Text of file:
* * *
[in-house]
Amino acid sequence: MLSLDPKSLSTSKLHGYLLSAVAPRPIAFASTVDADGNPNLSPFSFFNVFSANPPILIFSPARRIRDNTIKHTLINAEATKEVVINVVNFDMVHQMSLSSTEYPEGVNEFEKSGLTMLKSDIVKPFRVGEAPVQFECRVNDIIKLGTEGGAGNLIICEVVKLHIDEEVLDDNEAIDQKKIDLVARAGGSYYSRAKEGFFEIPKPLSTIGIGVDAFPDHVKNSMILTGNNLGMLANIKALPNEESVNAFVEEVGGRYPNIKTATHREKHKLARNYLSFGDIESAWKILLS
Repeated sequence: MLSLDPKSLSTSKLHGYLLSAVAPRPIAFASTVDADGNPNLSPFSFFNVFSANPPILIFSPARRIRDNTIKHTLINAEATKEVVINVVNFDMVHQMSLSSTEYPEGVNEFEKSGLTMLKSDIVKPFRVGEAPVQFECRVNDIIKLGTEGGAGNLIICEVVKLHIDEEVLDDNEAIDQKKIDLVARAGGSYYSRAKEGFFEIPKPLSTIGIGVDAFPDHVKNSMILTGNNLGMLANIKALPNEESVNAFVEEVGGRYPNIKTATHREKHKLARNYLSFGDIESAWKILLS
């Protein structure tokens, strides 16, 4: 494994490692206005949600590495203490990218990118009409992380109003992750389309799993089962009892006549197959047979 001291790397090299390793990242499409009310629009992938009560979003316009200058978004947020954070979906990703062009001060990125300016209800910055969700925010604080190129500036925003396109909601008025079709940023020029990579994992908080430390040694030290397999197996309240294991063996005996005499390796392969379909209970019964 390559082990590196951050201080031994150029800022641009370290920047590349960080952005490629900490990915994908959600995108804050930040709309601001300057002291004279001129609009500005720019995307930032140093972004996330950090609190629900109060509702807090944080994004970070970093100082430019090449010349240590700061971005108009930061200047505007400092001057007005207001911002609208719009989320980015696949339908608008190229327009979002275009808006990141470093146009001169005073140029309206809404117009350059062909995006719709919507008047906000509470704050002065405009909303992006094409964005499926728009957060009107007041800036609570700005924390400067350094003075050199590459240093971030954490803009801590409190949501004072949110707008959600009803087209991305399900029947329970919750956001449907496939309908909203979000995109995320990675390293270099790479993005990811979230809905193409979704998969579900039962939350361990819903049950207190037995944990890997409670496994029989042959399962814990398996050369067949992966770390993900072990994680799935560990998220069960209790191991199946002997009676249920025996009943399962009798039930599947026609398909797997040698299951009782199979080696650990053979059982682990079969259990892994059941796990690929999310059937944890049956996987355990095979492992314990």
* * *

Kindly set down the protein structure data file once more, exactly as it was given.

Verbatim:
[in-house]
Amino acid sequence: MLSLDPKSLSTSKLHGYLLSAVAPRPIAFASTVDADGNPNLSPFSFFNVFSANPPILIFSPARRIRDNTIKHTLINAEATKEVVINVVNFDMVHQMSLSSTEYPEGVNEFEKSGLTMLKSDIVKPFRVGEAPVQFECRVNDIIKLGTEGGAGNLIICEVVKLHIDEEVLDDNEAIDQKKIDLVARAGGSYYSRAKEGFFEIPKPLSTIGIGVDAFPDHVKNSMILTGNNLGMLANIKALPNEESVNAFVEEVGGRYPNIKTATHREKHKLARNYLSFGDIESAWKILLS
Repeated sequence: MLSLDPKSLSTSKLHGYLLSAVAPRPIAFASTVDADGNPNLSPFSFFNVFSANPPILIFSPARRIRDNTIKHTLINAEATKEVVINVVNFDMVHQMSLSSTEYPEGVNEFEKSGLTMLKSDIVKPFRVGEAPVQFECRVNDIIKLGTEGGAGNLIICEVVKLHIDEEVLDDNEAIDQKKIDLVARAGGSYYSRAKEGFFEIPKPLSTIGIGVDAFPDHVKNSMILTGNNLGMLANIKALPNEESVNAFVEEVGGRYPNIKTATHREKHKLARNYLSFGDIESAWKILLS
């Protein structure tokens, strides 16, 4: 494994490692206005949600590495203490990218990118009409992380109003992750389309799993089962009892006549197959047979 001291790397090299390793990242499409009310629009992938009560979003316009200058978004947020954070979906990703062009001060990125300016209800910055969700925010604080190129500036925003396109909601008025079709940023020029990579994992908080430390040694030290397999197996309240294991063996005996005499390796392969379909209970019964 390559082990590196951050201080031994150029800022641009370290920047590349960080952005490629900490990915994908959600995108804050930040709309601001300057002291004279001129609009500005720019995307930032140093972004996330950090609190629900109060509702807090944080994004970070970093100082430019090449010349240590700061971005108009930061200047505007400092001057007005207001911002609208719009989320980015696949339908608008190229327009979002275009808006990141470093146009001169005073140029309206809404117009350059062909995006719709919507008047906000509470704050002065405009909303992006094409964005499926728009957060009107007041800036609570700005924390400067350094003075050199590459240093971030954490803009801590409190949501004072949110707008959600009803087209991305399900029947329970919750956001449907496939309908909203979000995109995320990675390293270099790479993005990811979230809905193409979704998969579900039962939350361990819903049950207190037995944990890997409670496994029989042959399962814990398996050369067949992966770390993900072990994680799935560990998220069960209790191991199946002997009676249920025996009943399962009798039930599947026609398909797997040698299951009782199979080696650990053979059982682990079969259990892994059941796990690929999310059937944890049956996987355990095979492992314990």